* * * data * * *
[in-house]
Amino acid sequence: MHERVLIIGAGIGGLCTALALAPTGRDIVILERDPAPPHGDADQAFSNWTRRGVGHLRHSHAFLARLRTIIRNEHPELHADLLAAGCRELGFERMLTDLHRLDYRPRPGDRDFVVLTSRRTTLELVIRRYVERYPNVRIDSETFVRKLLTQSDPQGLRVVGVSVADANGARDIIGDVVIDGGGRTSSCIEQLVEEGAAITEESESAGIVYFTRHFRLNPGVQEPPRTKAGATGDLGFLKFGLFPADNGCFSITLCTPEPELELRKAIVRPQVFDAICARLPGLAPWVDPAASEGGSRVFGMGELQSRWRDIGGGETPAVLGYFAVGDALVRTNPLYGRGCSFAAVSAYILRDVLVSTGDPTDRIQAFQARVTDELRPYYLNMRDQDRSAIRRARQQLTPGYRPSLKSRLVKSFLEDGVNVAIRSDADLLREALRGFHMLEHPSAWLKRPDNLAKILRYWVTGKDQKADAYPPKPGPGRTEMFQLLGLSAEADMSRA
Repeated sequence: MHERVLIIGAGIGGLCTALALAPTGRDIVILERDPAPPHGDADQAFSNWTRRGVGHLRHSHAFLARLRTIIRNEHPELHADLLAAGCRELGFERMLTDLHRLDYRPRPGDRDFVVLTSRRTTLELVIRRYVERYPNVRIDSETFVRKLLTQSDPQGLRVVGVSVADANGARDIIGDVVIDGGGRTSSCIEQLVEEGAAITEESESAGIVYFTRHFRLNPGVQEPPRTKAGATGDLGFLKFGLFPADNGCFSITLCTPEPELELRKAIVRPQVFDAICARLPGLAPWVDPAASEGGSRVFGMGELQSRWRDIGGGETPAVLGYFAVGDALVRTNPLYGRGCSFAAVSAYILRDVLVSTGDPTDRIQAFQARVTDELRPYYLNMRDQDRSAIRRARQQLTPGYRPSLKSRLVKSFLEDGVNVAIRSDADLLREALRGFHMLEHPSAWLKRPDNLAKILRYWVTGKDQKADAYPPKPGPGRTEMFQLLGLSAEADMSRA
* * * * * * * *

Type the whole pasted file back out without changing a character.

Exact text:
[in-house]
Amino acid sequence: MHERVLIIGAGIGGLCTALALAPTGRDIVILERDPAPPHGDADQAFSNWTRRGVGHLRHSHAFLARLRTIIRNEHPELHADLLAAGCRELGFERMLTDLHRLDYRPRPGDRDFVVLTSRRTTLELVIRRYVERYPNVRIDSETFVRKLLTQSDPQGLRVVGVSVADANGARDIIGDVVIDGGGRTSSCIEQLVEEGAAITEESESAGIVYFTRHFRLNPGVQEPPRTKAGATGDLGFLKFGLFPADNGCFSITLCTPEPELELRKAIVRPQVFDAICARLPGLAPWVDPAASEGGSRVFGMGELQSRWRDIGGGETPAVLGYFAVGDALVRTNPLYGRGCSFAAVSAYILRDVLVSTGDPTDRIQAFQARVTDELRPYYLNMRDQDRSAIRRARQQLTPGYRPSLKSRLVKSFLEDGVNVAIRSDADLLREALRGFHMLEHPSAWLKRPDNLAKILRYWVTGKDQKADAYPPKPGPGRTEMFQLLGLSAEADMSRA
Repeated sequence: MHERVLIIGAGIGGLCTALALAPTGRDIVILERDPAPPHGDADQAFSNWTRRGVGHLRHSHAFLARLRTIIRNEHPELHADLLAAGCRELGFERMLTDLHRLDYRPRPGDRDFVVLTSRRTTLELVIRRYVERYPNVRIDSETFVRKLLTQSDPQGLRVVGVSVADANGARDIIGDVVIDGGGRTSSCIEQLVEEGAAITEESESAGIVYFTRHFRLNPGVQEPPRTKAGATGDLGFLKFGLFPADNGCFSITLCTPEPELELRKAIVRPQVFDAICARLPGLAPWVDPAASEGGSRVFGMGELQSRWRDIGGGETPAVLGYFAVGDALVRTNPLYGRGCSFAAVSAYILRDVLVSTGDPTDRIQAFQARVTDELRPYYLNMRDQDRSAIRRARQQLTPGYRPSLKSRLVKSFLEDGVNVAIRSDADLLREALRGFHMLEHPSAWLKRPDNLAKILRYWVTGKDQKADAYPPKPGPGRTEMFQLLGLSAEADMSRA